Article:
La Posada celebrates God’s presence in a poor young pregnant girl. Among people who try to immigrate over U.S. borders to find a better life, who want to migrate out of poverty, this tradition celebrates God coming to dwell among those for whom the world doesn’t want to make room.

The Eucharist is a tradition that begins with Jesus at his last supper with his friends. He tells them to bless, break, and share bread to remember his love for them. Jesus tells his friends to bless and share a cup of wine to remember his love poured out for them.

Through the centuries Christians have gathered to do as Jesus asked. In every Eucharist Christians become what they celebrate. They receive the Body of Christ and become the Body of Christ. The sacramental traditions of the Catholic Church continue to remember and celebrate Jesus’ healing, forgiving actions among us.

New traditions arise. The pope usually kisses the ground when he arrives in a new country. Families join walks for breast cancer on Mother’s Day or other walks for good causes. It’s the stories behind the traditions that give them meaning.

What special Christmas traditions does your family have? What Advent or Christmas traditions do you experience that you don’t understand? Research their origins by talking with a grandparent or reading in a Catholic encyclopedia or searching online. What customs or traditions have you experienced among people of other religions? What is a tradition you would like to start in your family, such as alternative gifts or an Advent wreath and prayer time?

Music and the Gospel: “Below My Feet,” Mumford & Sons; Second Sunday of Advent

As we move into the second week of Advent and light a second purple candle on our Advent wreaths, it can be so easy to slip into the chaos of the Christmas season. This song offers a chance to set aside some time to contemplate the world around us. We can reflect on how we might use our hands and eyes to serve with and learn from those around us, for that is preparing the way of the Lord.

Key Lines: “Let me learn from where I have been / Keep my eyes to serve, my hands to learn”

Questions: How do you prepare spiritually for the coming of Christmas? In what ways are you utilizing your eyes and hands to learn about your faith tradition?


The Meaning of Christmas (Or How Not to Hate What You Receive)

What is the worst Christmas gift that you have ever been given?GIFT from  iMakeGuernsey

On the first Christmas I celebrated with my then-boyfriend now-husband’s family, they gave me a navy blue and white striped sweater from an expensive brand name label that I wore only when I knew I would be eating dinner with them. The nautical nature of the sweater reminded me of the way my mother had decorated our house in the 80s, and I hated wearing things with labels meant to show people how much you spent on your clothes. The second Christmas I celebrated with their family they gave me literally the same sweater, only this time with light pink and dark pink stripes to replace the nautical theme of the year before. At least this sweater could be worn on Valentine’s Day to look festive.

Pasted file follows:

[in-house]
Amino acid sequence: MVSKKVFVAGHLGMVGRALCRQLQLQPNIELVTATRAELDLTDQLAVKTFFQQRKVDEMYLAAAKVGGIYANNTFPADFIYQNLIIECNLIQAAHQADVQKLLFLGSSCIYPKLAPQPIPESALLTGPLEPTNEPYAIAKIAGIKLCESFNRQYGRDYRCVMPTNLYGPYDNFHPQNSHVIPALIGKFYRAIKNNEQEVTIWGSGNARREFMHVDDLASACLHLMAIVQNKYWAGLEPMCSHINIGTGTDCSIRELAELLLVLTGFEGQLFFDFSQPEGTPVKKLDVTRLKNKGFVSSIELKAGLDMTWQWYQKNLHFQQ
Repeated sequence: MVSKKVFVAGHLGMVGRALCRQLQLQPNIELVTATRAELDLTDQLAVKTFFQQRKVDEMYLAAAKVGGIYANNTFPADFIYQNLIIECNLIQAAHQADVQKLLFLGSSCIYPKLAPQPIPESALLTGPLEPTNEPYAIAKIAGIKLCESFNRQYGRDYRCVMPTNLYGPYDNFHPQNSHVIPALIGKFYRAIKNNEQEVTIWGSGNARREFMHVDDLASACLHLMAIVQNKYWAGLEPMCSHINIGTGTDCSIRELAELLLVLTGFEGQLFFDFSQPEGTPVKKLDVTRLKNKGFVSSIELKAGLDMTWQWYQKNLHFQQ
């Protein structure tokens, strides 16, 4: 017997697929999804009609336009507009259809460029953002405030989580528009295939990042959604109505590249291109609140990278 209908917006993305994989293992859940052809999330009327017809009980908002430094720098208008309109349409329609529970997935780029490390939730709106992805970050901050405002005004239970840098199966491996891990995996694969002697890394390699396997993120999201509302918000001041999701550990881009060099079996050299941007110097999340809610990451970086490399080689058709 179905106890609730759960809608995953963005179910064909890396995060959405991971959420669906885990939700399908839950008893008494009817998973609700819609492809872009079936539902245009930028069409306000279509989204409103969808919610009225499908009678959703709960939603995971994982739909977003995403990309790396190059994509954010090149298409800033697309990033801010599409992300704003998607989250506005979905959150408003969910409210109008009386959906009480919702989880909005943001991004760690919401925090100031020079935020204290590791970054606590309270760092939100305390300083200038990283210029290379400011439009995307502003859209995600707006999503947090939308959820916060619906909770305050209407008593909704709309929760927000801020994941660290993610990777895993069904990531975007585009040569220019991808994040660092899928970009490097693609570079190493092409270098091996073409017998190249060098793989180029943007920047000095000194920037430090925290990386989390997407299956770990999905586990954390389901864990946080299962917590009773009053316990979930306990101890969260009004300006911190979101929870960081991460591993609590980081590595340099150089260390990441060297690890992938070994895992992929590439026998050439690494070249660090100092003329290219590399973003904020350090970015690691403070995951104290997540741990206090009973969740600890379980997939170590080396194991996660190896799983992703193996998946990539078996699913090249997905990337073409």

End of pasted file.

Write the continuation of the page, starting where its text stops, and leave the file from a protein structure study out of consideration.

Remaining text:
The year after that the family announced that they would begin a new Christmas tradition: buying presents for yourself. We were all instructed to purchase what we wanted for ourselves, to wrap these presents up, and then we went through a whole silly charade about how surprised we were to receive these awesome presents on Christmas Day. Admittedly, I was into this new tradition (minus the fake surprise) for the first few years. Having been disappointed by the twin striped sweaters in the past, it was much better to pick out a matching hat, scarf, and mitten combo that I really needed and really liked. Also, it was a relief not to go through the agony of trying to find gifts for this family that clearly did not know me that well, nor I them.

After a few years of this self-centered tradition, I started to realize how antithetical to the Christmas season it is to buy your own gifts. At Christmas we celebrate the birth of Jesus, the gift God gave to humanity of God’s only Son, a gift that is beyond measure, as it is the gift of God’s very presence among us. We celebrate that fact that God so much wants all of us to be part of God’s family that God gave God’s only Son for our salvation. Christmas should be about celebrating our place in God’s whole human family, as well as in the small human family of our birth.